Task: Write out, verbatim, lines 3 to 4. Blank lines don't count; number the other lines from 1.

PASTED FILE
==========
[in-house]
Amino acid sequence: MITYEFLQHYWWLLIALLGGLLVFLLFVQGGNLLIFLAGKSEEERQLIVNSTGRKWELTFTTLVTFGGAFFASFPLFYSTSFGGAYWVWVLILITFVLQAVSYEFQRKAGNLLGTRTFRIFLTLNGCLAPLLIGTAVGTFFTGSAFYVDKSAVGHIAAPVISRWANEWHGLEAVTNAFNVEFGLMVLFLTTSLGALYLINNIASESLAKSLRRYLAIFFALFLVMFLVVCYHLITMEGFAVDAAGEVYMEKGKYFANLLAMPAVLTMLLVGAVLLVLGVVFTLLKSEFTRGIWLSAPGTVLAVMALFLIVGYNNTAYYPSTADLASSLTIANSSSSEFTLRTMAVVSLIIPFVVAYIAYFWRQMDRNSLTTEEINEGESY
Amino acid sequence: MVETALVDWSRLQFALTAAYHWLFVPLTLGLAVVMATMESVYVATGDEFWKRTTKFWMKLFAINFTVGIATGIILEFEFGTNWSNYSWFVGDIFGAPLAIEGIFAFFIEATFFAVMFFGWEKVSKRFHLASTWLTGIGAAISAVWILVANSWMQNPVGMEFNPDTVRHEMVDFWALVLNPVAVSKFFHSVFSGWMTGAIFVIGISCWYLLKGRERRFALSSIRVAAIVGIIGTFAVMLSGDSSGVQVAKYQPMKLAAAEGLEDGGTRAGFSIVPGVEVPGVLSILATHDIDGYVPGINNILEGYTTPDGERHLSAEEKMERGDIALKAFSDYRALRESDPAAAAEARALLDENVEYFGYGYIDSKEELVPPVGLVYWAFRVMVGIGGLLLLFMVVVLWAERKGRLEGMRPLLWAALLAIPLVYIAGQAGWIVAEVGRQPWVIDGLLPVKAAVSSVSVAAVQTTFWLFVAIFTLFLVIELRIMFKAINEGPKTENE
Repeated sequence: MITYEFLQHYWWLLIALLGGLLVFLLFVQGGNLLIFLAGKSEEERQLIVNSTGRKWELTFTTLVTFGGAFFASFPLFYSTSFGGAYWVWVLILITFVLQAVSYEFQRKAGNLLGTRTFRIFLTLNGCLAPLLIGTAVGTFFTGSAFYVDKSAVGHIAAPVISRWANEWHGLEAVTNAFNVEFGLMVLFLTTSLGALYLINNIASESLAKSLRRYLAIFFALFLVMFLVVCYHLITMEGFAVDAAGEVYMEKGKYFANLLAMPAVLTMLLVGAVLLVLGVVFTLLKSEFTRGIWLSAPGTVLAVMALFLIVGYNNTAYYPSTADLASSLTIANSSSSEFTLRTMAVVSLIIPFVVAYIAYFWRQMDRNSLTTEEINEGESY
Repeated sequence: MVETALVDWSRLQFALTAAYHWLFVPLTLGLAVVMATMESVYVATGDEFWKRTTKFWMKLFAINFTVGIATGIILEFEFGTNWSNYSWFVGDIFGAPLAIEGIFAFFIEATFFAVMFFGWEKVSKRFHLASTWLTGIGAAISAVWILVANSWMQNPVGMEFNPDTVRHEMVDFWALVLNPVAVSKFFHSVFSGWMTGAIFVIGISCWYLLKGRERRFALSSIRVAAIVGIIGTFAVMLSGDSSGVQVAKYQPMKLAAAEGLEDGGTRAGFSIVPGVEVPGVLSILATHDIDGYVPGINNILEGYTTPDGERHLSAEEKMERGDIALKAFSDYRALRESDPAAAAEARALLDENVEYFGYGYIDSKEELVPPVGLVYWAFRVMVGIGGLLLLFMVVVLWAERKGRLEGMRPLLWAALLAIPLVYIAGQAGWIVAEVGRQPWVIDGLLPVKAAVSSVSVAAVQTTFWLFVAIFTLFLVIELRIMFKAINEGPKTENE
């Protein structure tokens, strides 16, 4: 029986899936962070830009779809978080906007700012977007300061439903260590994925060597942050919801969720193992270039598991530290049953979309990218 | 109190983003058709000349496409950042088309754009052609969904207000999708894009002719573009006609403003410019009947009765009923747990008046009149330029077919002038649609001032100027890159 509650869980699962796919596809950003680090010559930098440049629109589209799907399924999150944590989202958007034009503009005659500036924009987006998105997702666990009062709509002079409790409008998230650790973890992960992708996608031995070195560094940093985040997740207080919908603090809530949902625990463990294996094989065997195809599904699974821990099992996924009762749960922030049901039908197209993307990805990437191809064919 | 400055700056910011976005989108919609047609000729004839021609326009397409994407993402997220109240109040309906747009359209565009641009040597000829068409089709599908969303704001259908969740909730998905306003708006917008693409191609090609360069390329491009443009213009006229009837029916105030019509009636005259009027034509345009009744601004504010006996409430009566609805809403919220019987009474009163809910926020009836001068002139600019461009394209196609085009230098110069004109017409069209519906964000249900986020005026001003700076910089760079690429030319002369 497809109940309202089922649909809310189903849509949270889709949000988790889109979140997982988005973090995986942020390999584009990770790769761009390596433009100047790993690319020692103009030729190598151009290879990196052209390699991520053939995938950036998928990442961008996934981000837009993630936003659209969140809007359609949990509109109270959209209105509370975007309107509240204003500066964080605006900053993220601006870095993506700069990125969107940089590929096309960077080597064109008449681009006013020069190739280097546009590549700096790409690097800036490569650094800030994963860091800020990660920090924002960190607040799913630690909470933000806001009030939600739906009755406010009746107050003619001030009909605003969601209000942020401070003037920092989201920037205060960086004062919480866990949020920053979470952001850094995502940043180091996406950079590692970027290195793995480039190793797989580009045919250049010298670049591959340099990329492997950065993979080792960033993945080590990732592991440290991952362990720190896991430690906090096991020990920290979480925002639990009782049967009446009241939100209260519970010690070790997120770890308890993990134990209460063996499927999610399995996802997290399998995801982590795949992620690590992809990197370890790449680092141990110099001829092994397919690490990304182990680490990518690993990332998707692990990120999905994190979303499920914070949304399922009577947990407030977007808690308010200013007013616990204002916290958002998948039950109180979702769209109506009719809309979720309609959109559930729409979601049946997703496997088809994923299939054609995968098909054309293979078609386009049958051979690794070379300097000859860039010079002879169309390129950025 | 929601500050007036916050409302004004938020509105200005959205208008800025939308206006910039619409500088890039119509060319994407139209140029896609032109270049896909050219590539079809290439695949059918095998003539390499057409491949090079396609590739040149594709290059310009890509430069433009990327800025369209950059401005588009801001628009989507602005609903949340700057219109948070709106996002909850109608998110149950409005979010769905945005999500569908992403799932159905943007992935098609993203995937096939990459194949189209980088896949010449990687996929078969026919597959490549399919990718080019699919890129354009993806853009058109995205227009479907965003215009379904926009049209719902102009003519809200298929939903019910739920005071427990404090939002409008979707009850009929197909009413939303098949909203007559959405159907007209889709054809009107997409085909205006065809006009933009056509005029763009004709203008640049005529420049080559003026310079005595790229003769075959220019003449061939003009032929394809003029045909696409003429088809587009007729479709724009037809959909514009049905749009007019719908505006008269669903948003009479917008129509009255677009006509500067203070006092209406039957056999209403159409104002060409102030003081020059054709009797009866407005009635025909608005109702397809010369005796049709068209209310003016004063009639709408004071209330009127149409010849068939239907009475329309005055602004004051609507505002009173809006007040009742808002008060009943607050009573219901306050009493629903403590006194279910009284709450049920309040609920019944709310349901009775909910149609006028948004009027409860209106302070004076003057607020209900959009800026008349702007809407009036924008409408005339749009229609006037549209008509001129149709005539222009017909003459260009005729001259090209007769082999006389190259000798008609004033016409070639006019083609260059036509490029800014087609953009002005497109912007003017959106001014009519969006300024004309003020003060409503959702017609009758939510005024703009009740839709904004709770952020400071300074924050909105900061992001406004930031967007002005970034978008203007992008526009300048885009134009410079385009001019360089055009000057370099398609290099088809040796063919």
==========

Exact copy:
Amino acid sequence: MVETALVDWSRLQFALTAAYHWLFVPLTLGLAVVMATMESVYVATGDEFWKRTTKFWMKLFAINFTVGIATGIILEFEFGTNWSNYSWFVGDIFGAPLAIEGIFAFFIEATFFAVMFFGWEKVSKRFHLASTWLTGIGAAISAVWILVANSWMQNPVGMEFNPDTVRHEMVDFWALVLNPVAVSKFFHSVFSGWMTGAIFVIGISCWYLLKGRERRFALSSIRVAAIVGIIGTFAVMLSGDSSGVQVAKYQPMKLAAAEGLEDGGTRAGFSIVPGVEVPGVLSILATHDIDGYVPGINNILEGYTTPDGERHLSAEEKMERGDIALKAFSDYRALRESDPAAAAEARALLDENVEYFGYGYIDSKEELVPPVGLVYWAFRVMVGIGGLLLLFMVVVLWAERKGRLEGMRPLLWAALLAIPLVYIAGQAGWIVAEVGRQPWVIDGLLPVKAAVSSVSVAAVQTTFWLFVAIFTLFLVIELRIMFKAINEGPKTENE
Repeated sequence: MITYEFLQHYWWLLIALLGGLLVFLLFVQGGNLLIFLAGKSEEERQLIVNSTGRKWELTFTTLVTFGGAFFASFPLFYSTSFGGAYWVWVLILITFVLQAVSYEFQRKAGNLLGTRTFRIFLTLNGCLAPLLIGTAVGTFFTGSAFYVDKSAVGHIAAPVISRWANEWHGLEAVTNAFNVEFGLMVLFLTTSLGALYLINNIASESLAKSLRRYLAIFFALFLVMFLVVCYHLITMEGFAVDAAGEVYMEKGKYFANLLAMPAVLTMLLVGAVLLVLGVVFTLLKSEFTRGIWLSAPGTVLAVMALFLIVGYNNTAYYPSTADLASSLTIANSSSSEFTLRTMAVVSLIIPFVVAYIAYFWRQMDRNSLTTEEINEGESY